Adewuya: That truly sounds exciting. What do you see as the next frontier for research in AI applications in medicine?
Langlotz: One of the biggest is multimodal data. Today there are a lot of applications that focus on data from the electronic health record, or it may be data that is imaging data, or it may be data that's genomic data. But when we start to have the ability to combine those different data sets and look at a patient from multiple dimensions and think about their diagnoses and be able to make predictions, that's incredibly powerful. The other we already have talked about, and that has to do with translating these models and the implementation science that's required to make decisions about which models are ready to implement and what are the effects going to be and what are the technologies and the infrastructure that we need to make them accessible to our patient care activities. I think those are the two biggest areas that I see that would be the next frontiers
Adewuya: Really exciting stuff. What is one key takeaway you would have for clinicians on AI in medicine?
Langlotz: This is likely to have an impact on your practice and you ought to take a little bit of time to learn about it. It's truly exciting. As you learn about it, you can think about what are the ways in which these technologies can affect my practice and might benefit my practice. Then think about, particularly at a place like Stanford, we'd love to hear about that. Maybe we can work on some of those problems together because that kind of interdisciplinary interplay is really what helps us make progress, where you have clinicians who are the experts at care who can identify the problems, then you have the data science, computer scientists, AI experts. Those teams of people working together on real problems, not only develop new methods that advance the science, but also develop new technologies that can really help our patients. I would encourage everyone to learn a little bit about it and think about how it might help their practice.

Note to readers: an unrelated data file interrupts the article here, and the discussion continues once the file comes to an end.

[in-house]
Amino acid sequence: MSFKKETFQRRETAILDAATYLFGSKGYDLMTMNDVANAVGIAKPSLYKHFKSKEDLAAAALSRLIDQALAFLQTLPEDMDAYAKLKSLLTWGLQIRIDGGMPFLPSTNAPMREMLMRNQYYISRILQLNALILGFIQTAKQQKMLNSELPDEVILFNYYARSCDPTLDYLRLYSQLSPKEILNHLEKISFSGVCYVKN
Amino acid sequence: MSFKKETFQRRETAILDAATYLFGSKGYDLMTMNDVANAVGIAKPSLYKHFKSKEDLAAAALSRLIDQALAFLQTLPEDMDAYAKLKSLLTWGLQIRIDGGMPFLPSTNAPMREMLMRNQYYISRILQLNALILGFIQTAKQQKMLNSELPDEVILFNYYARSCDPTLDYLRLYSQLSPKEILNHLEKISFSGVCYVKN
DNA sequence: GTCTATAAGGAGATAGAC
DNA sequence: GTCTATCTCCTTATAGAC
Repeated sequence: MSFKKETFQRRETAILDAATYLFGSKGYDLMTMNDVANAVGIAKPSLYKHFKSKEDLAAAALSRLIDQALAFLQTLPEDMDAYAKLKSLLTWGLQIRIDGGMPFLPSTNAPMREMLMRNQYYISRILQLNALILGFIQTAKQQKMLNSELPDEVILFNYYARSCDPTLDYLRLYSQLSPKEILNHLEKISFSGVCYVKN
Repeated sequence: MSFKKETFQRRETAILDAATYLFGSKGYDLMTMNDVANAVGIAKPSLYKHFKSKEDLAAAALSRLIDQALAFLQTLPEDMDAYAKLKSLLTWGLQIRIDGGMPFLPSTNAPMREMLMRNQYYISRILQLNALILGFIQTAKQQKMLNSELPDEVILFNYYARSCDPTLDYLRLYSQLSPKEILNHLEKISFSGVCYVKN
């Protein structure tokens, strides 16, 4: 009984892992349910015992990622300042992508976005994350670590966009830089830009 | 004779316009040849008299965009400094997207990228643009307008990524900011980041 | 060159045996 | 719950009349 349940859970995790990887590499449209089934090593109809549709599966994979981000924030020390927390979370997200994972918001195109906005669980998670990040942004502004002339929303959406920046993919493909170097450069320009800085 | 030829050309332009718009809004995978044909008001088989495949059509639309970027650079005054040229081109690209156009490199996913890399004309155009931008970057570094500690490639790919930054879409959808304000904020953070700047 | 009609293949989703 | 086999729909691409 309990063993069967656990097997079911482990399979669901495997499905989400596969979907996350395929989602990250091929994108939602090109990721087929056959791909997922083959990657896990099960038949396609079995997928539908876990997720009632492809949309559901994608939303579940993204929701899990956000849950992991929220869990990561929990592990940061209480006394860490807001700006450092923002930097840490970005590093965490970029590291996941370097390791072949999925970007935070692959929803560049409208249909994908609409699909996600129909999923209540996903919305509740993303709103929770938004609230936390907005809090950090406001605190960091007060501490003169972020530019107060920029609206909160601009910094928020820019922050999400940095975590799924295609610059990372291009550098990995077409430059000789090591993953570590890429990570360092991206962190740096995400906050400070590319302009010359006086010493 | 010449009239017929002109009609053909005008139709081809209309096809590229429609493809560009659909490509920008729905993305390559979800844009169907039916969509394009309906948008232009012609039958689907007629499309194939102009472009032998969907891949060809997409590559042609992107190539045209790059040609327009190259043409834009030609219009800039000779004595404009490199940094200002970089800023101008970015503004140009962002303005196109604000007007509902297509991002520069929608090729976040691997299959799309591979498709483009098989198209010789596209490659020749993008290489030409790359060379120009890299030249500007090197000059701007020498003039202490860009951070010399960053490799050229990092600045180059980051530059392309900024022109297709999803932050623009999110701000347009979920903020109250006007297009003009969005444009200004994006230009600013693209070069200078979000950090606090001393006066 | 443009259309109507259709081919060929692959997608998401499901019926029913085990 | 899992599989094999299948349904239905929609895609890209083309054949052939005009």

Adewuya: Excellent. Thank you so much for that. Thank you for chatting with me today.
Langlotz: Thank you. It's been a pleasure.
Adewuya: Thanks for tuning in. This podcast was brought to you by Stanford CME. To claim CME for listening to this episode, click on the Claim CME button below, or visit medcast.stanford.edu. Check back for new episodes by subscribing to Stanford Medcast wherever you listen to podcasts.
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There are no relevant financial relationships with ACCME-defined ineligible companies for anyone who was in control of the content of this activity, except those listed in the table below. All of the relevant financial relationships listed for these individuals have been mitigated.
Ruth Adewuya, MD, CHCP
Managing Director, CME
Stanford University School of Medicine
Nothing to disclose
Curt P Langlotz, MD, PhD
Professor of Radiology
Grant or research support-Carestream | Grant or research support-GE Healthcare | Grant or research support-Google Cloud | Grant or research support-IBM | Grant or research support-IDEXX (Relationship has ended)|Grant or research support-Lambda | Grant or research support-Lunit | Grant or research support-Microsoft | Grant or research support-Nines | Grant or research support-Philips Medical Systems, Inc. | Grant or research support-Siemens AG|Grant or research support-Subtle Medical | Stocks or stock options, excluding diversified mutual funds-Adra.ai | Stocks or stock options, excluding diversified mutual funds-Bunkerhill Health | Stocks or stock options, excluding diversified mutual funds-Galileo CDS | Stocks or stock options, excluding diversified mutual funds-Nines | Stocks or stock options, excluding diversified mutual funds-Sirona Medical | Stocks or stock options, excluding diversified mutual funds-whiterabbit.ai
Jennifer N John
Center for Continuing Medical Education
Independent Contractor (included contracted research)-Pandia Health (Relationship has ended)